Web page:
Club Volleyball News
Club Volleyball News
If volleyball were a computer game, the players would probably be the little figures moving on the screen and the coach would be the actual gamer whose mind and fast reactions are put to the test. To help the fans gain more in-depth knowledge about the all-important job of a volleyball head coach from the first-hand source, I start this Secrets of Coaching Success series, in which I will be presenting some of Europe’s accomplished examples in this profession and trying to pick their brains for insider info about how it all gets done.
Ivan Petkov is the first volleyball specialist to share the secrets of his coaching success with the cev.eu readers and volleyball fans.
The 45-year-old Bulgarian coach has been instrumental to Prometey Dnipro’s recent success in continental and national competitions, and as of recently he has committed to take over the Ukrainian national team from the upcoming season.
Ivan’s professional journey started at the age of 16 when he joined the Bulgarian men’s top-division team of Lokomotiv Plovdiv, but just a few years later his career as an athlete was prematurely interrupted by a heavy injury.
At 28, Petkov turned to coaching, at the helm of Maritza Plovdiv’s women’s team. He stayed with the club for 16 seasons and gradually helped it rise to its current status of Bulgaria’s dominating power. Before he took over, Maritza had never won a trophy in the club’s history, but during his tenure, they triumphed with six back-to-back national championship titles after winning three silvers and a bronze in the NVL, and five national cup trophies garnished with two runner-up finishes in the competition. Petkov also led Maritza to winning the only edition of the Bulgaria Super Cup back in 2015.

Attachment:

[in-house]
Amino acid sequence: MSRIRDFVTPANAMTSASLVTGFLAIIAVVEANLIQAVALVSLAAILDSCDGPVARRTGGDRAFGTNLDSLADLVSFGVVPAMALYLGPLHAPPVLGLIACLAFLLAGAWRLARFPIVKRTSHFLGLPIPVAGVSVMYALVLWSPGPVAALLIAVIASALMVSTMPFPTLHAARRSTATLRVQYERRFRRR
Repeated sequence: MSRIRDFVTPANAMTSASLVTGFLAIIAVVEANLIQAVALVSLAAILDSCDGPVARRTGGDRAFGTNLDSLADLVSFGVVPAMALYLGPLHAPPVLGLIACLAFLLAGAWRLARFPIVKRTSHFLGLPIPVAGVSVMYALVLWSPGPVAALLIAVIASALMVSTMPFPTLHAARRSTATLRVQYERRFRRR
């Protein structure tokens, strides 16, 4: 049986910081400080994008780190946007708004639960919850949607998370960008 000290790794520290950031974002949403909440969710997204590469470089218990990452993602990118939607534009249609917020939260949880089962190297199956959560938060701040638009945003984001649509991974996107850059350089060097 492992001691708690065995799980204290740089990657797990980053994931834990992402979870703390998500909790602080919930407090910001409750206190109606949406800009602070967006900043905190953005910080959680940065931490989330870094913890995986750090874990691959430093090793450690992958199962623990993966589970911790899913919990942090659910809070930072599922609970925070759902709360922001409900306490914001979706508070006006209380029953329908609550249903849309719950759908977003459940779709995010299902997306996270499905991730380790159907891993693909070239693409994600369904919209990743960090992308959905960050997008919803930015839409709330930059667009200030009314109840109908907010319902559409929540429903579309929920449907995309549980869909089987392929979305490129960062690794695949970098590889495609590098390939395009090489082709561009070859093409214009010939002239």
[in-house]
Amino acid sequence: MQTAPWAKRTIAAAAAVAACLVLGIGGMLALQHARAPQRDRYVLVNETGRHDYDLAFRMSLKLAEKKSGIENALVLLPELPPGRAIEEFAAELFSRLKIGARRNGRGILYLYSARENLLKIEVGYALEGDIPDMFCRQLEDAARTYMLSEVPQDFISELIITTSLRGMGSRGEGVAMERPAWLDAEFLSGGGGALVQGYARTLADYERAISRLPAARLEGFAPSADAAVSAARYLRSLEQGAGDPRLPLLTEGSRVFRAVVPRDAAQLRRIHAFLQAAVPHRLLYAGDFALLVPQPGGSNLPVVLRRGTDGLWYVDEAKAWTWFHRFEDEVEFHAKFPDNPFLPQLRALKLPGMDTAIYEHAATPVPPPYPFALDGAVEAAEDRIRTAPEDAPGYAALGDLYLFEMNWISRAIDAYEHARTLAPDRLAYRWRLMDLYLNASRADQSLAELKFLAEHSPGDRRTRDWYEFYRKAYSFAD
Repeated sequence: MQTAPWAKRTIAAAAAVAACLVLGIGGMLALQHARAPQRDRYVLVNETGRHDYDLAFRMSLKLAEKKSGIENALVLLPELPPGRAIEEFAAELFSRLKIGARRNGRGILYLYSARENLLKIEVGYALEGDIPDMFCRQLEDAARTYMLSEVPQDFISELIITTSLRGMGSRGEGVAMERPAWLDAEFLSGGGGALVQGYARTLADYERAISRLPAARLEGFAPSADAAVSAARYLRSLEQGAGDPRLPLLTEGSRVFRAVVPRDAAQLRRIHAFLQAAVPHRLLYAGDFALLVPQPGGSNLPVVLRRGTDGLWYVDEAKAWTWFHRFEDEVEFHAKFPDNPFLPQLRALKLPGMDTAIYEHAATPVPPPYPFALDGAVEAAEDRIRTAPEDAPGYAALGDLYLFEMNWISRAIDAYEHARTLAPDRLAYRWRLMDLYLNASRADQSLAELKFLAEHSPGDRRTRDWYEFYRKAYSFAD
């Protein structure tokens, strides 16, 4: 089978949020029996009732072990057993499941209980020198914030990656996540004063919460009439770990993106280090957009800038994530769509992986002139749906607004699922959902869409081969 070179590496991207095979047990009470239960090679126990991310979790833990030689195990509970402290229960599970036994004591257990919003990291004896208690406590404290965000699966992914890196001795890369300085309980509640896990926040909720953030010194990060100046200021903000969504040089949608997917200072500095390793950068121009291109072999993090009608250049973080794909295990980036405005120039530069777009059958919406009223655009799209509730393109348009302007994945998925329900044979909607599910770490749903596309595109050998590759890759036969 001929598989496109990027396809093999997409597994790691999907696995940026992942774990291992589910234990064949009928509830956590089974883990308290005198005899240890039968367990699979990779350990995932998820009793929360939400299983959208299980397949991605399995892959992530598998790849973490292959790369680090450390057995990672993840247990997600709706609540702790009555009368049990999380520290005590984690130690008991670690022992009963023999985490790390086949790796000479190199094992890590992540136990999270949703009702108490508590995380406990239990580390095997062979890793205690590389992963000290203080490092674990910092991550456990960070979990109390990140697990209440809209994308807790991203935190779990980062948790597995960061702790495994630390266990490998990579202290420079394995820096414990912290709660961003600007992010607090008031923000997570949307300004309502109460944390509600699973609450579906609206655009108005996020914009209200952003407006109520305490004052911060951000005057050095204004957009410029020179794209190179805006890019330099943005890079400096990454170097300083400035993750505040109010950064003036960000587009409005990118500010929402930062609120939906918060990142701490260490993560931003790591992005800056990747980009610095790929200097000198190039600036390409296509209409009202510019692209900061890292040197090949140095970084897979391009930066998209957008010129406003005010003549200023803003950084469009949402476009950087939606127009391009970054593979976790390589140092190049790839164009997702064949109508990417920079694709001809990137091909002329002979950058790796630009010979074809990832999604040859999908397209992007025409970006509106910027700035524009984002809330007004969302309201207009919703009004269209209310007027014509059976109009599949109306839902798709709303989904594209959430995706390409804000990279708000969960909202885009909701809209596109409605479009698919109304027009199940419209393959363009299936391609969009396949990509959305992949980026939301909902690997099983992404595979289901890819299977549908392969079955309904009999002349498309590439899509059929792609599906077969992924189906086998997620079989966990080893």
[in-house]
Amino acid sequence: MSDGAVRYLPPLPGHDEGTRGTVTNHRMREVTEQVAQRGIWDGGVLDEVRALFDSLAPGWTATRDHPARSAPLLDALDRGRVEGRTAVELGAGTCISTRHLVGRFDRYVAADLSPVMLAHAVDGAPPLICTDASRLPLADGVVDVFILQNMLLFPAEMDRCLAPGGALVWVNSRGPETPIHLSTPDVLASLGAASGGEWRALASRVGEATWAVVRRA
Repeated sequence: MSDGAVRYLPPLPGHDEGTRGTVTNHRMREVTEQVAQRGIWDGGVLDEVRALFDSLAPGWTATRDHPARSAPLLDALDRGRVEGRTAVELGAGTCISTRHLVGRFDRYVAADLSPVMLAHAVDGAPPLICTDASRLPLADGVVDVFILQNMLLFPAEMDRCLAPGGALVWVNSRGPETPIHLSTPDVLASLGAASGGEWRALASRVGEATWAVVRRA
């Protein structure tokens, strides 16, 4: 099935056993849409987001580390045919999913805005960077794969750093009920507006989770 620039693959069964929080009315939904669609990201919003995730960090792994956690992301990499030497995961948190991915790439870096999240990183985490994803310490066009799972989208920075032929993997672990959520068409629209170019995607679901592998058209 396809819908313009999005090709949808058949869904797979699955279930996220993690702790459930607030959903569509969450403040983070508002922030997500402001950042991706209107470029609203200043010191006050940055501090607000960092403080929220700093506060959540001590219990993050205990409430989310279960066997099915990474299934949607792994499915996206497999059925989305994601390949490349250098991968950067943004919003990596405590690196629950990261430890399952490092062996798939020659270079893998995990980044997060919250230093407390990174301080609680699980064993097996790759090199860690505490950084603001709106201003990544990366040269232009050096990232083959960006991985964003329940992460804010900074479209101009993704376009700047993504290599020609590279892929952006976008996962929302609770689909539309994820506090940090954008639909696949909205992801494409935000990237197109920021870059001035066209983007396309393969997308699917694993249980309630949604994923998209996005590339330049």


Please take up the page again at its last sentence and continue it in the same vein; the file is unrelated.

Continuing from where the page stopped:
Petkov also brought Maritza to historic heights at the continental level. In what was probably the most memorable match in the club’s history, in the fall of 2017, his team survived from two sets down at Russia’s Yenisei Krasnoyarsk to mount an incredible 3-2 comeback and top it with a golden set win, which made them the first Bulgarian side in history to qualify for the pool stage of the women’s CEV Champions League, where they have been regulars ever since.
The Plovdiv-born coach achieved a similar feat with his next club project, after taking over Ukraine’s Prometey Kamyanske (now Prometey Dnipro) in 2020. In his very first season with the new team, Petkov led them to a domestic golden treble, the first trophies in the club’s history, and added a second Super Cup crown at the start of this season. In their second campaign in the Champions League, he steered the team successfully through the early rounds of the 2021-2022 season to lead them to their debut participation in the pool stage of Europe’s most prestigious club competition.
In fact, Petkov made his international break-through as the assistant coach of the successful Bulgarian squad, which made the final four of the 2009 FIVB Women’s Junior World Championship in Mexico. They also won the BVA Junior Balkan Championship title that year. In 2015, he head coached the young Lionesses to the eighth place at the FIVB U20 World Championship in Puerto Rico and to a U20 Balkan Championship silver.
Petkov’s first national team success at the senior level came in 2014, when he led Bulgaria’s B squad to the first place at the FIVB World Grand Prix Pool Q tournament in Mexico. He was appointed Bulgaria’s national team head coach in 2018 until resigning in 2021. During that period, the Lionesses won gold in both editions of the CEV European Golden League they took part in, in 2018 and in 2021, and at the 2018 FIVB Volleyball Challenger Cup in Peru, earning a spot in the 2019 FIVB Volleyball Nations League. They also finished eighth at EuroVolley 2019, ninth at EuroVolley 2021 and 12th at the 2018 World Championship.
Ivan Petkov was recently named the new head coach of the Ukrainian women’s national team and is set to lead them into the new season starting off in May with the European Golden League.
“It may sound quite trivial, but diligence and hard work are at the basis of any progress. Destiny also made its contribution. In the years of my development, I was lucky to work with patient people who gave me a chance to learn, grow, work and dream. Those were difficult years for volleyball in Bulgaria, but patience, hard work and ambition proved crucial for me.”
Full interview: Secrets of Coaching Success: Ivan Petkov (Part 2)